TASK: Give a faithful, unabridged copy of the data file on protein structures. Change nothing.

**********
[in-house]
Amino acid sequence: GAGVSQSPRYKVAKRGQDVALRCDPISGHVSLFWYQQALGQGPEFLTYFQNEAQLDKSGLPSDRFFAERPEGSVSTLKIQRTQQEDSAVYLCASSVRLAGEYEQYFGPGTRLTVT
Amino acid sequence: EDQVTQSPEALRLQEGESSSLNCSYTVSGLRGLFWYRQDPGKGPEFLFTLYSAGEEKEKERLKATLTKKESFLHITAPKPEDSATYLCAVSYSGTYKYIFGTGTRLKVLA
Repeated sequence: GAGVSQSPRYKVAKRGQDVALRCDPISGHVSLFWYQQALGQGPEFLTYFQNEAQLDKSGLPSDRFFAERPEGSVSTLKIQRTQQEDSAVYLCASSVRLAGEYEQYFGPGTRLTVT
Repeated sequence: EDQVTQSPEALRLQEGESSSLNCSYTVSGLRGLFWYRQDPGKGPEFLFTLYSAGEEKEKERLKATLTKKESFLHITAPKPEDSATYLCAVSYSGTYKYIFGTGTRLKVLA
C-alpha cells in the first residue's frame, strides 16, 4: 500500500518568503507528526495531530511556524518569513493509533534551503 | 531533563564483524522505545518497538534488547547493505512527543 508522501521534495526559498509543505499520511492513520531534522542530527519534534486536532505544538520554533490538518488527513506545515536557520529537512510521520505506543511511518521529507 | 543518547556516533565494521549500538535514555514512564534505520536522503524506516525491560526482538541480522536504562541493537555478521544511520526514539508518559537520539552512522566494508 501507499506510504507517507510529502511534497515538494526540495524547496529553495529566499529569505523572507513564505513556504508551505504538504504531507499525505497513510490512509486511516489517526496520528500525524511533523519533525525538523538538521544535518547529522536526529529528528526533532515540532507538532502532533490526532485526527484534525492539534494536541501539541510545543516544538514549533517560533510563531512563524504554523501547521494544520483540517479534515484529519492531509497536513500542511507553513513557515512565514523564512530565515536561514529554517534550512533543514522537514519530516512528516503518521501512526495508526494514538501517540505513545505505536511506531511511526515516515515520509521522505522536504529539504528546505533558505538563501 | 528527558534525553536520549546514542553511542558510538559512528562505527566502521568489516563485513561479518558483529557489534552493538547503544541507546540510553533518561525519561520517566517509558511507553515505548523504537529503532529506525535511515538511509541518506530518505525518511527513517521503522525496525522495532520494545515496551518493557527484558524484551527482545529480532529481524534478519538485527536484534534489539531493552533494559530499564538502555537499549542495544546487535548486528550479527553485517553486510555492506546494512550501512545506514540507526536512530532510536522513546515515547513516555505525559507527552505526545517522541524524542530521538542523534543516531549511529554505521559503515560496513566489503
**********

[in-house]
Amino acid sequence: GAGVSQSPRYKVAKRGQDVALRCDPISGHVSLFWYQQALGQGPEFLTYFQNEAQLDKSGLPSDRFFAERPEGSVSTLKIQRTQQEDSAVYLCASSVRLAGEYEQYFGPGTRLTVT
Amino acid sequence: EDQVTQSPEALRLQEGESSSLNCSYTVSGLRGLFWYRQDPGKGPEFLFTLYSAGEEKEKERLKATLTKKESFLHITAPKPEDSATYLCAVSYSGTYKYIFGTGTRLKVLA
Repeated sequence: GAGVSQSPRYKVAKRGQDVALRCDPISGHVSLFWYQQALGQGPEFLTYFQNEAQLDKSGLPSDRFFAERPEGSVSTLKIQRTQQEDSAVYLCASSVRLAGEYEQYFGPGTRLTVT
Repeated sequence: EDQVTQSPEALRLQEGESSSLNCSYTVSGLRGLFWYRQDPGKGPEFLFTLYSAGEEKEKERLKATLTKKESFLHITAPKPEDSATYLCAVSYSGTYKYIFGTGTRLKVLA
C-alpha cells in the first residue's frame, strides 16, 4: 500500500518568503507528526495531530511556524518569513493509533534551503 | 531533563564483524522505545518497538534488547547493505512527543 508522501521534495526559498509543505499520511492513520531534522542530527519534534486536532505544538520554533490538518488527513506545515536557520529537512510521520505506543511511518521529507 | 543518547556516533565494521549500538535514555514512564534505520536522503524506516525491560526482538541480522536504562541493537555478521544511520526514539508518559537520539552512522566494508 501507499506510504507517507510529502511534497515538494526540495524547496529553495529566499529569505523572507513564505513556504508551505504538504504531507499525505497513510490512509486511516489517526496520528500525524511533523519533525525538523538538521544535518547529522536526529529528528526533532515540532507538532502532533490526532485526527484534525492539534494536541501539541510545543516544538514549533517560533510563531512563524504554523501547521494544520483540517479534515484529519492531509497536513500542511507553513513557515512565514523564512530565515536561514529554517534550512533543514522537514519530516512528516503518521501512526495508526494514538501517540505513545505505536511506531511511526515516515515520509521522505522536504529539504528546505533558505538563501 | 528527558534525553536520549546514542553511542558510538559512528562505527566502521568489516563485513561479518558483529557489534552493538547503544541507546540510553533518561525519561520517566517509558511507553515505548523504537529503532529506525535511515538511509541518506530518505525518511527513517521503522525496525522495532520494545515496551518493557527484558524484551527482545529480532529481524534478519538485527536484534534489539531493552533494559530499564538502555537499549542495544546487535548486528550479527553485517553486510555492506546494512550501512545506514540507526536512530532510536522513546515515547513516555505525559507527552505526545517522541524524542530521538542523534543516531549511529554505521559503515560496513566489503